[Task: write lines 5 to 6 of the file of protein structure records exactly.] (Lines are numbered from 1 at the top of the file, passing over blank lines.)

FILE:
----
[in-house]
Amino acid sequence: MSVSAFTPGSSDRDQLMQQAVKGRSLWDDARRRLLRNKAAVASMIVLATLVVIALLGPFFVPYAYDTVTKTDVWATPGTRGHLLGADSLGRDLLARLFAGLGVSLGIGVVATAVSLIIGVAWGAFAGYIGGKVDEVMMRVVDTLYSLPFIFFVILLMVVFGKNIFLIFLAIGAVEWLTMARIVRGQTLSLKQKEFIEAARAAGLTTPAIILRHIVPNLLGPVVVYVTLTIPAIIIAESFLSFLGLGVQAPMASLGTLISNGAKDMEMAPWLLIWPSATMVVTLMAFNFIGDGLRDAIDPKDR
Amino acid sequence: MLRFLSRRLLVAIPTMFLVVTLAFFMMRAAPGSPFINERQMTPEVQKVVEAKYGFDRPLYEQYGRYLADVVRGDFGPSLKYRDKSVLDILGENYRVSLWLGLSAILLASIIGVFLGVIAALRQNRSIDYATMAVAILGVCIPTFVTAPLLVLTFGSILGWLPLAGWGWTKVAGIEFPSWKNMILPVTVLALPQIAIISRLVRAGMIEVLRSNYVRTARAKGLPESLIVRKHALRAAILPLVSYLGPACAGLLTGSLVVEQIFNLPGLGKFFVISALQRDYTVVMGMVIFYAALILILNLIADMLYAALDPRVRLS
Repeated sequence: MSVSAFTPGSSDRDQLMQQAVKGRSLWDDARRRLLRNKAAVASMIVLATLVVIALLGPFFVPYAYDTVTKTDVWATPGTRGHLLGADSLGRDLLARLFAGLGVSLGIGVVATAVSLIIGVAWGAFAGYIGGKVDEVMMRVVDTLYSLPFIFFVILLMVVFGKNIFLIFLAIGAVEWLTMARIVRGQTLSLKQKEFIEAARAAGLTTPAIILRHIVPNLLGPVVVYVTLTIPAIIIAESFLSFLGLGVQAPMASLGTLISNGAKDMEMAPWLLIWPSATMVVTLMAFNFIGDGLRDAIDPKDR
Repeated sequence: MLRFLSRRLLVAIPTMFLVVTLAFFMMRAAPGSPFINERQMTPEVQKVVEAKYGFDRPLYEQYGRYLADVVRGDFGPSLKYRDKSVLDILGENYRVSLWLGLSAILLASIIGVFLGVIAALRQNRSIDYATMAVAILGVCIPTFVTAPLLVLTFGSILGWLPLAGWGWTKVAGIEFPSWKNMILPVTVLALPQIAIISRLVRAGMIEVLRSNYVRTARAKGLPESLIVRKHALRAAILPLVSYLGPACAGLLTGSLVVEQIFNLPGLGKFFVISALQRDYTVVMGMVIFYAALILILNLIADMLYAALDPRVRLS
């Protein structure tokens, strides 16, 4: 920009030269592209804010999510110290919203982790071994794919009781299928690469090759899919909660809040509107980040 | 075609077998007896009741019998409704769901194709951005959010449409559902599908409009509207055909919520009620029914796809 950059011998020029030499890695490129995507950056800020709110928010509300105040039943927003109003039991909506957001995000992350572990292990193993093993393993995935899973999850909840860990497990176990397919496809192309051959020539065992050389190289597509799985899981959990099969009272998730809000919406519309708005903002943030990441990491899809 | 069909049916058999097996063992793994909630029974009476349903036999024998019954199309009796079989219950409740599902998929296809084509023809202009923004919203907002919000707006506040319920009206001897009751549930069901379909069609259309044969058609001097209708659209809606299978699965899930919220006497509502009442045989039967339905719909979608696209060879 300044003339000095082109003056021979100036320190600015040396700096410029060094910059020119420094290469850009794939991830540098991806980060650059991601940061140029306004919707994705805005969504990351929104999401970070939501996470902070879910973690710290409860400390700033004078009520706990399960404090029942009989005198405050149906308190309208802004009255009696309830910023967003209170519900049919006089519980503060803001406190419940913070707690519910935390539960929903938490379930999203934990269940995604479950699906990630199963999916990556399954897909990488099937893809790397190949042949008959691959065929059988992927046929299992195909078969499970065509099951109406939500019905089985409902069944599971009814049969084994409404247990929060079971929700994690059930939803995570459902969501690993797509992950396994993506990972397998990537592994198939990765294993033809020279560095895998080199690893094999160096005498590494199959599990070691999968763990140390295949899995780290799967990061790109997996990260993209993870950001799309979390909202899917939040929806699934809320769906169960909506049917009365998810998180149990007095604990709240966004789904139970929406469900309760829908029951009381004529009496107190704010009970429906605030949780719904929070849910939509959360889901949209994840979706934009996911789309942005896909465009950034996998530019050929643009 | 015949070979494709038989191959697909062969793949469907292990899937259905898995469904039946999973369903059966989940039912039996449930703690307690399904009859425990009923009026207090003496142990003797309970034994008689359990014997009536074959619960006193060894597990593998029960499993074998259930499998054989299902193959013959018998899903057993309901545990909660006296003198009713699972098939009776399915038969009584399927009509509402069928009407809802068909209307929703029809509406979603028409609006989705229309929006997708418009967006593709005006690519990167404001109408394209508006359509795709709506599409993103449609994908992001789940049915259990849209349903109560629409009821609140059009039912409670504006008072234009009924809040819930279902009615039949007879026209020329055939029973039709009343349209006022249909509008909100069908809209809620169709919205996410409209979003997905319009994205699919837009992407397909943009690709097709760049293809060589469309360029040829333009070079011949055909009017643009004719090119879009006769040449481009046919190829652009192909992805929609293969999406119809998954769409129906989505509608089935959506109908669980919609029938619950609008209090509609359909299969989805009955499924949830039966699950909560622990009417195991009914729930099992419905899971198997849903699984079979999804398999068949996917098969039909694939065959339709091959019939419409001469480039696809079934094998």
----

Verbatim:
Repeated sequence: MLRFLSRRLLVAIPTMFLVVTLAFFMMRAAPGSPFINERQMTPEVQKVVEAKYGFDRPLYEQYGRYLADVVRGDFGPSLKYRDKSVLDILGENYRVSLWLGLSAILLASIIGVFLGVIAALRQNRSIDYATMAVAILGVCIPTFVTAPLLVLTFGSILGWLPLAGWGWTKVAGIEFPSWKNMILPVTVLALPQIAIISRLVRAGMIEVLRSNYVRTARAKGLPESLIVRKHALRAAILPLVSYLGPACAGLLTGSLVVEQIFNLPGLGKFFVISALQRDYTVVMGMVIFYAALILILNLIADMLYAALDPRVRLS
């Protein structure tokens, strides 16, 4: 920009030269592209804010999510110290919203982790071994794919009781299928690469090759899919909660809040509107980040 | 075609077998007896009741019998409704769901194709951005959010449409559902599908409009509207055909919520009620029914796809 950059011998020029030499890695490129995507950056800020709110928010509300105040039943927003109003039991909506957001995000992350572990292990193993093993393993995935899973999850909840860990497990176990397919496809192309051959020539065992050389190289597509799985899981959990099969009272998730809000919406519309708005903002943030990441990491899809 | 069909049916058999097996063992793994909630029974009476349903036999024998019954199309009796079989219950409740599902998929296809084509023809202009923004919203907002919000707006506040319920009206001897009751549930069901379909069609259309044969058609001097209708659209809606299978699965899930919220006497509502009442045989039967339905719909979608696209060879 300044003339000095082109003056021979100036320190600015040396700096410029060094910059020119420094290469850009794939991830540098991806980060650059991601940061140029306004919707994705805005969504990351929104999401970070939501996470902070879910973690710290409860400390700033004078009520706990399960404090029942009989005198405050149906308190309208802004009255009696309830910023967003209170519900049919006089519980503060803001406190419940913070707690519910935390539960929903938490379930999203934990269940995604479950699906990630199963999916990556399954897909990488099937893809790397190949042949008959691959065929059988992927046929299992195909078969499970065509099951109406939500019905089985409902069944599971009814049969084994409404247990929060079971929700994690059930939803995570459902969501690993797509992950396994993506990972397998990537592994198939990765294993033809020279560095895998080199690893094999160096005498590494199959599990070691999968763990140390295949899995780290799967990061790109997996990260993209993870950001799309979390909202899917939040929806699934809320769906169960909506049917009365998810998180149990007095604990709240966004789904139970929406469900309760829908029951009381004529009496107190704010009970429906605030949780719904929070849910939509959360889901949209994840979706934009996911789309942005896909465009950034996998530019050929643009 | 015949070979494709038989191959697909062969793949469907292990899937259905898995469904039946999973369903059966989940039912039996449930703690307690399904009859425990009923009026207090003496142990003797309970034994008689359990014997009536074959619960006193060894597990593998029960499993074998259930499998054989299902193959013959018998899903057993309901545990909660006296003198009713699972098939009776399915038969009584399927009509509402069928009407809802068909209307929703029809509406979603028409609006989705229309929006997708418009967006593709005006690519990167404001109408394209508006359509795709709506599409993103449609994908992001789940049915259990849209349903109560629409009821609140059009039912409670504006008072234009009924809040819930279902009615039949007879026209020329055939029973039709009343349209006022249909509008909100069908809209809620169709919205996410409209979003997905319009994205699919837009992407397909943009690709097709760049293809060589469309360029040829333009070079011949055909009017643009004719090119879009006769040449481009046919190829652009192909992805929609293969999406119809998954769409129906989505509608089935959506109908669980919609029938619950609008209090509609359909299969989805009955499924949830039966699950909560622990009417195991009914729930099992419905899971198997849903699984079979999804398999068949996917098969039909694939065959339709091959019939419409001469480039696809079934094998």